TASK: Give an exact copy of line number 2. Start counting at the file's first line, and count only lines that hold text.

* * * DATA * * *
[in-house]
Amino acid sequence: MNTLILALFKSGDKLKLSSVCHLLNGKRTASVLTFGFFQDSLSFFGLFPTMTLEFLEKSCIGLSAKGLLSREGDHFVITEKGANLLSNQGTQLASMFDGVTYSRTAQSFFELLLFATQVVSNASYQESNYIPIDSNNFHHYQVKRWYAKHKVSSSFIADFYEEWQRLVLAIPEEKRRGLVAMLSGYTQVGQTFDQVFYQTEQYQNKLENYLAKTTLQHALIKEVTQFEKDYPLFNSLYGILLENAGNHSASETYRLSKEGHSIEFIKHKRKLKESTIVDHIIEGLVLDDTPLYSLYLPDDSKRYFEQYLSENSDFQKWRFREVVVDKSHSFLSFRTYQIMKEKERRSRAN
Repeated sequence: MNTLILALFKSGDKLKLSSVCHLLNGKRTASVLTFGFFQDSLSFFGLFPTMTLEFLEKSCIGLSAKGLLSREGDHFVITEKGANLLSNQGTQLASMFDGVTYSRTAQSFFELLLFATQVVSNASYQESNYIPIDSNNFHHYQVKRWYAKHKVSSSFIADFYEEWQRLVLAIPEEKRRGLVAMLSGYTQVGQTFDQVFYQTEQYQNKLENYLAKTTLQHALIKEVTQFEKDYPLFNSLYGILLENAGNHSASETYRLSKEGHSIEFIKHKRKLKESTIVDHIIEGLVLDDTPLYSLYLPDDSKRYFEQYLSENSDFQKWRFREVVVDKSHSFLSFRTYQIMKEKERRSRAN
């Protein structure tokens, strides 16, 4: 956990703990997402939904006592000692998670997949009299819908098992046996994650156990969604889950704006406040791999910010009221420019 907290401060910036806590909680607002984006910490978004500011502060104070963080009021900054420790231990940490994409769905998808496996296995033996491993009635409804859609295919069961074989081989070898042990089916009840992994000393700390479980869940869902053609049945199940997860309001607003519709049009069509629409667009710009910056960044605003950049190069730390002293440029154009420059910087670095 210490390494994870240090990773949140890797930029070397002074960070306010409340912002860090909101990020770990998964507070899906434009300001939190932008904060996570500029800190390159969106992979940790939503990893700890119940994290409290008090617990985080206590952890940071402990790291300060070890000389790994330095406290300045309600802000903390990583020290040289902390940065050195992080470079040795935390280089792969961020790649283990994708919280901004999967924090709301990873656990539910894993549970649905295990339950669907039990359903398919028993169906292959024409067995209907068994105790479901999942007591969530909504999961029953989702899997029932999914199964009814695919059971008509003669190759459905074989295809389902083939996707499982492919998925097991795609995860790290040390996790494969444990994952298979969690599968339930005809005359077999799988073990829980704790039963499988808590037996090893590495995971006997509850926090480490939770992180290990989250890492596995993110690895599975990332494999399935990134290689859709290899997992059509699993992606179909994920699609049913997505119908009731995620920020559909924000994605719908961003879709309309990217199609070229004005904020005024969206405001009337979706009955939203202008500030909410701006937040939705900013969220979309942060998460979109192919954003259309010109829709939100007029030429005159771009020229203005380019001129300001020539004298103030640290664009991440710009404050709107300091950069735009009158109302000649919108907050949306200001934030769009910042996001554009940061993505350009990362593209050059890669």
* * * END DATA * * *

Amino acid sequence: MNTLILALFKSGDKLKLSSVCHLLNGKRTASVLTFGFFQDSLSFFGLFPTMTLEFLEKSCIGLSAKGLLSREGDHFVITEKGANLLSNQGTQLASMFDGVTYSRTAQSFFELLLFATQVVSNASYQESNYIPIDSNNFHHYQVKRWYAKHKVSSSFIADFYEEWQRLVLAIPEEKRRGLVAMLSGYTQVGQTFDQVFYQTEQYQNKLENYLAKTTLQHALIKEVTQFEKDYPLFNSLYGILLENAGNHSASETYRLSKEGHSIEFIKHKRKLKESTIVDHIIEGLVLDDTPLYSLYLPDDSKRYFEQYLSENSDFQKWRFREVVVDKSHSFLSFRTYQIMKEKERRSRAN